How to spot the possible signs of breast cancer

Women over the age of 50 should make sure they attend breast screenings, cancer charities advise. Credit: Rui Vieira/PA Wire

Angelina Jolie's revelation that she underwent a preventative double mastectomy after discovering she is a carrier of the BRCA1 gene has highlighted the issue of breast cancer and its cost.

Breast cancer charities warn that all women should be "breast aware", as most cases are diagnosed after a woman notices a change in her breast and visits their doctor to have it checked out.

The earlier breast cancer is diagnosed the better the chance you have of beating it, so being "breast aware" - knowing what your breasts feel like normally and regularly checking for any change - is important.

How to check your breasts - think TLC:

  • Touch your breasts - does anything feel unusual?

  • Look for changes - are there any changes in shape or texture?

  • Check anything unusual with your doctor

Source: Breakthrough Breast Cancer.

Changes to look for:

  • Lump - it might not be seen but can be felt in the breast or under the armpit

  • Skin texture - dimpling or puckering of the skin

  • Nipple appearance - one that usually points out may become inverted (turned in)

  • Nipple discharge - one or both nipples might have a discharge or bleed

  • Rash or crusting - on the nipple or surrounding area

  • Size or shape - one breast may become larger or lower than the other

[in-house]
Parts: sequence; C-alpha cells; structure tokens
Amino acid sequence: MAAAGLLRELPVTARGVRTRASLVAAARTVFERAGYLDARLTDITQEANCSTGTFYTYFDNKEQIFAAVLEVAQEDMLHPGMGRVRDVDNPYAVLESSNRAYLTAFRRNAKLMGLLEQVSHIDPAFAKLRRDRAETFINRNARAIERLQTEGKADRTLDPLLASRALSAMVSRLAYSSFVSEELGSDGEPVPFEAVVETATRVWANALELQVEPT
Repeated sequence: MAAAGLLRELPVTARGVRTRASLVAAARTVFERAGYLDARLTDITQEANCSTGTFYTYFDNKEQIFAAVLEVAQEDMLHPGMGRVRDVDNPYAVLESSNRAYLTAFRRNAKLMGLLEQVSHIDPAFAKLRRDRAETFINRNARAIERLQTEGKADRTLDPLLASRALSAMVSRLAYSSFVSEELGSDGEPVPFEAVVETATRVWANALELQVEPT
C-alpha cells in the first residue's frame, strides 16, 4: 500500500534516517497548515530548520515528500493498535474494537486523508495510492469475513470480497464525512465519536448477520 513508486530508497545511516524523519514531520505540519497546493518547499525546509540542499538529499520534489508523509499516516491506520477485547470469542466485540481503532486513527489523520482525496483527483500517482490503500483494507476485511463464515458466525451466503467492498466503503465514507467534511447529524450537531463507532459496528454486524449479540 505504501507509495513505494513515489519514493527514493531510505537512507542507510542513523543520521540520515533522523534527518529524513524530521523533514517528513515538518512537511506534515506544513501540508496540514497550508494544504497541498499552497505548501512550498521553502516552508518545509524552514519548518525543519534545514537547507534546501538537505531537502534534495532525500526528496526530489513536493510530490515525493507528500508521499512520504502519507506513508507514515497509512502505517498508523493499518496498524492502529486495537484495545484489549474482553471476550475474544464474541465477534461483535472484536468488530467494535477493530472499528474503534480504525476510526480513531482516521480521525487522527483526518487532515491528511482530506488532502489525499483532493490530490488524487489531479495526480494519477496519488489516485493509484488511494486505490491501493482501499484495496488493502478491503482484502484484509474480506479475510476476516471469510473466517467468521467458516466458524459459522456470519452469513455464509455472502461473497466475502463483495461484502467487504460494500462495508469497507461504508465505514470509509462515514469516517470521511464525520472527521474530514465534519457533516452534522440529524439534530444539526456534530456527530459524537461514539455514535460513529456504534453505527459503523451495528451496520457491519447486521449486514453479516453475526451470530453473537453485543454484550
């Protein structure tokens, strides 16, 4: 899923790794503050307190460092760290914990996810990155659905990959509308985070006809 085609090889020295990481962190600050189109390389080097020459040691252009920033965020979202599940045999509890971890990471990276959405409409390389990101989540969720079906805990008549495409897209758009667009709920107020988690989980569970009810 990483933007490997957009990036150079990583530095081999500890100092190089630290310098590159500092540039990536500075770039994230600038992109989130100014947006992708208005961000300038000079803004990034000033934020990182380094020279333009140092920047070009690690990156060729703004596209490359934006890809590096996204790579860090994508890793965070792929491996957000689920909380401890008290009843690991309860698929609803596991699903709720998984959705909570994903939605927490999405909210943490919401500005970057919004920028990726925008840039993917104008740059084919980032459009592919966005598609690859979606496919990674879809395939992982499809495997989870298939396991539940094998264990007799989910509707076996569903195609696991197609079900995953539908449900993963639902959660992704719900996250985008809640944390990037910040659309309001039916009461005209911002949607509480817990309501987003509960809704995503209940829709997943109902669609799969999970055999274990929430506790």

• Pain - you may experience pain in the breast or armpit

Source: Breakthrough Breast Cancer and Breast Cancer Campaign.

Women over the age of 50 are also advised by breast cancer charities to make sure they attend routine breast cancer screening.

Although it is rare, men can also get breast cancer. Around 340 men are diagnosed in the UK each year.

Men should look for:

  • Lumps - swelling or painless lumps in breast tissue often towards the nipple

  • Nipples - tenderness, one may become inverted or produce discharge

  • Swelling - underneath the armpits

Source: Breast Cancer Campaign.

What to do if you find anything unusual:

Go to your GP and have it checked out as soon as possible.

Remember - not all lumps are cancerous. They could be benign cysts or an overgrowth of tissue, but it is still important to report any changes to your GP.

You can call Breast Cancer Care's helpline on 0808 800 6000 if you have any questions about breast cancer and breast health.

Breakthrough also offers a free breast check app that can be downloaded on iPhone or Android.